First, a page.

The mania for rule-by-majority reduces democracy to its most primal state. Instead, a modern democracy is a system in which as many different sectors of society as possible are included within the governing mechanisms. In contrast, what we call the "will of the people" is a secular-mystic concept invented to replace the religious references of the past. It's not hard to see why the right-wing, nationalist and Islamist political culture is pushing the rule-by-majority edict further and further away — the majority of Turkey is Sunni, Muslim and Turkish.

So, to return to our main point, the executive presidential system risks sliding quickly into a modern authoritarian regime that relies on the majority as the sole reference. I say a loud and clear "No" to this prospect but I also believe that we should go the extra mile to explain to others why we say no.

You've reached your limit of free articles.

To read the full story, start your free trial today.

Get unlimited access. Cancel anytime.

Exclusive coverage from the world's top sources, in English for the first time.

Insights from the widest range of perspectives, languages and countries.


Look At This Crap! The "Enshittification" Theory Of Why The Internet Is Broken

The term was coined by journalist Cory Doctorow to explain the fatal drift of major Internet platforms: if they were ever useful and user-friendly, they will inevitably end up being odious.

A photo of hands holding onto a smartphone

A person holding their smartphone

Gilles Lambert/ZUMA
Manuel Ligero


The universe tends toward chaos. Ultimately, everything degenerates. These immutable laws are even more true of the Internet.

In the case of media platforms, everything you once thought was a good service will, sooner or later, disgust you. This trend has been given a name: enshittification. The term was coined by Canadian blogger and journalist Cory Doctorow to explain the inevitable drift of technological giants toward... well.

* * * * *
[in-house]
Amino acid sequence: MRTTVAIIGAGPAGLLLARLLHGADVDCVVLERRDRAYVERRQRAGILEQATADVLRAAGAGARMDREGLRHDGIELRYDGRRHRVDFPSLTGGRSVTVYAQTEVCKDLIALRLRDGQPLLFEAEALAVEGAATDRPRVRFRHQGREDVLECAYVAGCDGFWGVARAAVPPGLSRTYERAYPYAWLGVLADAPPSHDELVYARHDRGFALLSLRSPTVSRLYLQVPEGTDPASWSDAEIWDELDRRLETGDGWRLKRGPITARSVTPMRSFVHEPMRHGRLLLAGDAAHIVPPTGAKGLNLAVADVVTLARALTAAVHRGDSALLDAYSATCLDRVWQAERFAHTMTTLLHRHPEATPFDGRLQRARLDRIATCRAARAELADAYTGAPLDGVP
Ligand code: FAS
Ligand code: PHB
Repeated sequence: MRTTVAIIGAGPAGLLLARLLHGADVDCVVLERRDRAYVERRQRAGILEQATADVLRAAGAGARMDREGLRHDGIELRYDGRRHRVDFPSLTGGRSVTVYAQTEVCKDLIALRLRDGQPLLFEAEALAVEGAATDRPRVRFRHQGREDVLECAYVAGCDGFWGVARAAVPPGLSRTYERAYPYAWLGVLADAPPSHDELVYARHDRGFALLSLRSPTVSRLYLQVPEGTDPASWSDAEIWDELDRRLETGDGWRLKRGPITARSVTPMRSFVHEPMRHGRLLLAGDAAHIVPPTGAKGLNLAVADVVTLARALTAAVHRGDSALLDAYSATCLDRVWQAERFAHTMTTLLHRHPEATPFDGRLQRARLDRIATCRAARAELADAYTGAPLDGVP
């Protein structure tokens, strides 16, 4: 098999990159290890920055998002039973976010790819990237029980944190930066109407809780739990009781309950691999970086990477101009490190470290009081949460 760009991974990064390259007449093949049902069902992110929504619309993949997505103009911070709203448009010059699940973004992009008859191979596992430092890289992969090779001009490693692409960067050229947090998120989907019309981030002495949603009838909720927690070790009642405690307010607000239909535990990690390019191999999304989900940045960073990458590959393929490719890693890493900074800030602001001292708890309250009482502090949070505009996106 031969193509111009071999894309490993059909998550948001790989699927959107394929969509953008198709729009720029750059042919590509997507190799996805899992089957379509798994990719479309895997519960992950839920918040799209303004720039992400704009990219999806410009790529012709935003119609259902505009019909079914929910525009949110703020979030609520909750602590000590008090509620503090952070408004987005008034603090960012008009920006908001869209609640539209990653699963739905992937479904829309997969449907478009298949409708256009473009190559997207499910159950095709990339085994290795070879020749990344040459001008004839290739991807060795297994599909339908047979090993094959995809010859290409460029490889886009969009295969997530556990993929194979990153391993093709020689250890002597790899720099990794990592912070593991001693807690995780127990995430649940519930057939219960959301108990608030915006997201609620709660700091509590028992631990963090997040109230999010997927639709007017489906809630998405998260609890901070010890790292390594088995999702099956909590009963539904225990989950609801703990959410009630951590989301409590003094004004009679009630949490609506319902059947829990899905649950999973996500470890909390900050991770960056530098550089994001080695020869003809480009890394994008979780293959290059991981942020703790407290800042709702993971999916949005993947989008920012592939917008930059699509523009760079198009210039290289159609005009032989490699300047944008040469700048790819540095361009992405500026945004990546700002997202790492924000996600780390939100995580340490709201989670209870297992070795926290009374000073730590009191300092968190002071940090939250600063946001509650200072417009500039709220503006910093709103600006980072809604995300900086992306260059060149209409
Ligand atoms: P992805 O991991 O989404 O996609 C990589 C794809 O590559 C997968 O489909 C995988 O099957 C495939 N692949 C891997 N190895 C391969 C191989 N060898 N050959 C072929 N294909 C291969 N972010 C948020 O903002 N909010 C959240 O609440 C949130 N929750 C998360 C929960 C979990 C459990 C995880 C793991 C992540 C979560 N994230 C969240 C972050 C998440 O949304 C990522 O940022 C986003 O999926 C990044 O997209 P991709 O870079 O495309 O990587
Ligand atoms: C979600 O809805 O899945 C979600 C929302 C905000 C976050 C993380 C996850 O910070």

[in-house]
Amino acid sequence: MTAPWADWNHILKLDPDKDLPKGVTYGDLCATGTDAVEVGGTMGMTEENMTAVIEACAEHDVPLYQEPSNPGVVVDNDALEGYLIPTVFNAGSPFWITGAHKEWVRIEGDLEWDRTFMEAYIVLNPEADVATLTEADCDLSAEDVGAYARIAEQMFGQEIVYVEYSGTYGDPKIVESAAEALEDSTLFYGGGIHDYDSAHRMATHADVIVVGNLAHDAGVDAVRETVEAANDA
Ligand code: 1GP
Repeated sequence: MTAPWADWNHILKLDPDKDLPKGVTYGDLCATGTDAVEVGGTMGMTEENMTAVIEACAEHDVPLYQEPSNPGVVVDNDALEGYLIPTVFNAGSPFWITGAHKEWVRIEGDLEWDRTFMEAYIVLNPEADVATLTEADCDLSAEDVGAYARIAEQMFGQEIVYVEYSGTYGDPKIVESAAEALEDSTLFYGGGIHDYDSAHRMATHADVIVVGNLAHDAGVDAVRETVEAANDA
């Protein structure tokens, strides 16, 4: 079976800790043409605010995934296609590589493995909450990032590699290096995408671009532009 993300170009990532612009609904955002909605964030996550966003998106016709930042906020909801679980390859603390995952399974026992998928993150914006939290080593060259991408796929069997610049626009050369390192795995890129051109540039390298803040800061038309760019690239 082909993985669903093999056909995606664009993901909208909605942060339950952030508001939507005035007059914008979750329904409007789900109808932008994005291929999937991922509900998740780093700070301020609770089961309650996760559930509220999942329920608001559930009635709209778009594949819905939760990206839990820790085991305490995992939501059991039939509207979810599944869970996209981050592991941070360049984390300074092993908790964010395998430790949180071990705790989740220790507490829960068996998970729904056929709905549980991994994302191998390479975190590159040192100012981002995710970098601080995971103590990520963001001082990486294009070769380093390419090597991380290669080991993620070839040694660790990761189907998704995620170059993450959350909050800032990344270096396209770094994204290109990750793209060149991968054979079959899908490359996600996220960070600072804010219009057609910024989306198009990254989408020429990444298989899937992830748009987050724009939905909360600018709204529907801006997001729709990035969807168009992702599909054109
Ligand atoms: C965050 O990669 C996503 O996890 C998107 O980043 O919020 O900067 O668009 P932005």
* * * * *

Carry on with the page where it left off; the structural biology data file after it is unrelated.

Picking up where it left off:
The explanation is in line with the most basic tenets of Marxism. All digital companies have investors (essentially the bourgeoisie, people who don't perform any work and take the lion's share of the profits), and these investors want to see the percentage of their gains grow year after year. This pushes companies to make decisions that affect the service they provide to their customers. Although they don't do it unwillingly, quite the opposite.

For the latest news & views from every corner of the world, Worldcrunch Today is the only truly international newsletter. Sign up here.

Annoying customers is just another part of the business plan. Look at Netflix, for example. The streaming giant has long been riddling how to monetize shared Netflix accounts. Option 1: adding a premium option to its regular price. Next, it asked for verification through text messages. After that, it considered raising the total subscription price. It also mulled adding advertising to the mix, and so on. These endless maneuvers irritated its audience, even as the company has been unable to decide which way it wants to go. So, slowly but surely, we see it drifting toward enshittification.

Keep reading...Show less

The latest